The fifth session of our year-long Bible Study series, "Reading the Bible in Its World for Your World," will be held tomorrow night, Thursday, March 27 from 7:00 - 8:30 p.m. in the Pusey Room of the Memorial Church. Please join us!
"Reading the Bible in its World for Your World," our new Bible Study series, continues during Spring Term 2014. The next dates for the series are:
Tuesday, February 18
Thursday, March 27
Tuesday, April 29
Each session will be held from 7:00 - 8:30 p.m. in the Pusey Room of the Memorial Church. For more information, please contact Nora Lessersohn, Community Relations Coordinator at email@example.com.
Have you ever experienced a crisis of faith? Do you ever feel as if the gulf between your conception of God’s justice and the prevalence of injustice in the world (or your world) is too wide to reconcile? If so, you are not alone. This was the dilemma of the Hebrew prophet Habakkuk at the end of the 7thcentury BCE. And this was the subject of Sunday’s sermon, “Delayed But Not Denied.”
For more on the life of Solomon Northup who is referenced in this sermon, see his amazing autobiography, 12 Years a Slave. John Ridley's adaptation of Northup's story is currently in theaters.
This week I am preaching from the book of the minor prophet Habakkuk. In the tradition of the Hebrew prophets, Habakkuk is concerned with justice for those on the underside of privilege and power. And like his contemporary Jeremiah (they both lived late 7th and early 6th centuries BCE), Habakkuk often wrestles with God concerning God’s sense of justice, or apparent lack thereof.
My former Old Testament professor at Princeton Theological Seminary Jimmy Jack Roberts provides a very helpful commentary, Nahum, Habakkuk, and Zephaniah (Louisville: Westminster/John Knox, 1991). Here Professor Roberts helps to unpack the historical context, textual issues, and major themes of Habakkuk. What form did social injustice take in Judah? Who were the Chaldeans? How did Habakkuk interpret the Chaldean invasion and the sacking of Jerusalem? What seemed to be Habakkuk’s beef with God?... Read more about Habakkuk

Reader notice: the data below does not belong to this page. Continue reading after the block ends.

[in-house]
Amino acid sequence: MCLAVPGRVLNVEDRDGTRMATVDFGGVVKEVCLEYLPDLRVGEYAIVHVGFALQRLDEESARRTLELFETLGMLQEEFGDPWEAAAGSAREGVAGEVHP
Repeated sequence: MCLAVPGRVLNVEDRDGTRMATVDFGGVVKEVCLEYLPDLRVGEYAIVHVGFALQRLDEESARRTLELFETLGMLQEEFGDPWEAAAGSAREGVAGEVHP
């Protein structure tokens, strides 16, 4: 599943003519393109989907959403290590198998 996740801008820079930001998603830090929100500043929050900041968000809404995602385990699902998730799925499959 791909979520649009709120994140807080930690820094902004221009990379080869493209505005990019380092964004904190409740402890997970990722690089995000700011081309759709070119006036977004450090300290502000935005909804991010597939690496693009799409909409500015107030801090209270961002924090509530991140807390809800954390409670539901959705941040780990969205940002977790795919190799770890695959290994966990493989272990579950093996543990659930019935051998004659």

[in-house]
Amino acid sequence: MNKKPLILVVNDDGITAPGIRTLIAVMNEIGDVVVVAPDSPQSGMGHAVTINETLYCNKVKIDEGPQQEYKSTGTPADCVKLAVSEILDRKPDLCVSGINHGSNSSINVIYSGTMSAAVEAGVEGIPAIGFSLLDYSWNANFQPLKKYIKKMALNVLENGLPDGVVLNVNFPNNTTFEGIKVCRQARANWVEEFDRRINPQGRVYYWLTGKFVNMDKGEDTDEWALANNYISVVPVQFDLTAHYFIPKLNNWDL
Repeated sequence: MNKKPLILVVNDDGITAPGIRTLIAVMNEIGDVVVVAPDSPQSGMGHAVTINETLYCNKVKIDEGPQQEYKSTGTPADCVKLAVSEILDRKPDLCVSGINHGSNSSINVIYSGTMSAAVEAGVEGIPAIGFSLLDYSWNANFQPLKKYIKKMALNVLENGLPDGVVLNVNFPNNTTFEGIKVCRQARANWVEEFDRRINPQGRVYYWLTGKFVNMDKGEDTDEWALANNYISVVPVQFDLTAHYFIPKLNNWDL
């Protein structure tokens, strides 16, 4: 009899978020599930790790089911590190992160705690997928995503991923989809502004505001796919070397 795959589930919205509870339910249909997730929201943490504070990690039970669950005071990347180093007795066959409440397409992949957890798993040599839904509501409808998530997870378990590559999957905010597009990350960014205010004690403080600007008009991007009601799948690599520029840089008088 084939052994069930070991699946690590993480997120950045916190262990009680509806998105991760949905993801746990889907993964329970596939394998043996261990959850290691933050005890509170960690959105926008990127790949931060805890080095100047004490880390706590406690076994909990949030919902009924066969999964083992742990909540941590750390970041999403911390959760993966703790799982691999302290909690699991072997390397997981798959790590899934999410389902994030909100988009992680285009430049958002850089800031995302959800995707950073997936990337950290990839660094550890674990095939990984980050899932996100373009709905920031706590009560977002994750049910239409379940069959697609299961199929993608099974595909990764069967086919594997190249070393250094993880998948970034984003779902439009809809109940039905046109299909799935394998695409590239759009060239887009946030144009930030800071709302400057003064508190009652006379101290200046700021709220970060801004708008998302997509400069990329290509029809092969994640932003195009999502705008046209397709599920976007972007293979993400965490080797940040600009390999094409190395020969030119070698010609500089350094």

Sunday’s sermon Stir Up the Gifts included a few names that we do not hear everyday. Timothy and Paul are easy to pronounce. Philemon and Onesimus, er, um, not so much. Or how about the city of Lystra? Is it pronounced with a short or long vowel sound? Li-stra or Lie-stra?
If you, like me, ever have pronunciation problems, “there is an app for that!” Check out Bible Pronunciations.
The aim of "Reading the Bible in Its World for Your World" is to demonstrate the tools I use when preparing a sermon. I am not a biblical scholar. I read neither Greek nor Hebrew. Nor was I trained as an interpreter of ancient Jewish, Semitic, or Hellenistic worlds. Yet as a social ethicist my scholarly research focuses on the role of religion and contemporary society, paying particular attention to Protestant communities and the moral problems they face.
This is why I am particularly drawn to socio-historical reading of the Bible. A socio-...
I hope all of you are working hard on your homework from last week's Bible Study. A few reminders from last week lessons:
How do you identify a credible source? Check the publisher. Is it a University Press? If so, great. Also consider religious publishing houses such as Westminster John Knox, Continuum, Abingdon, Orbis, Fortress, and Brill.
Currently we are examining the New Testament, Luke's gospel to be exact. Some of my favorite NT Scholars are Luke Timothy Johnson, Gail O'Day, Brian Blount and Laura Nasrallah. I also came across a great book The Hospitality of God: A Reading of Luke's Gospel by Australian theologian Brendan Byrne.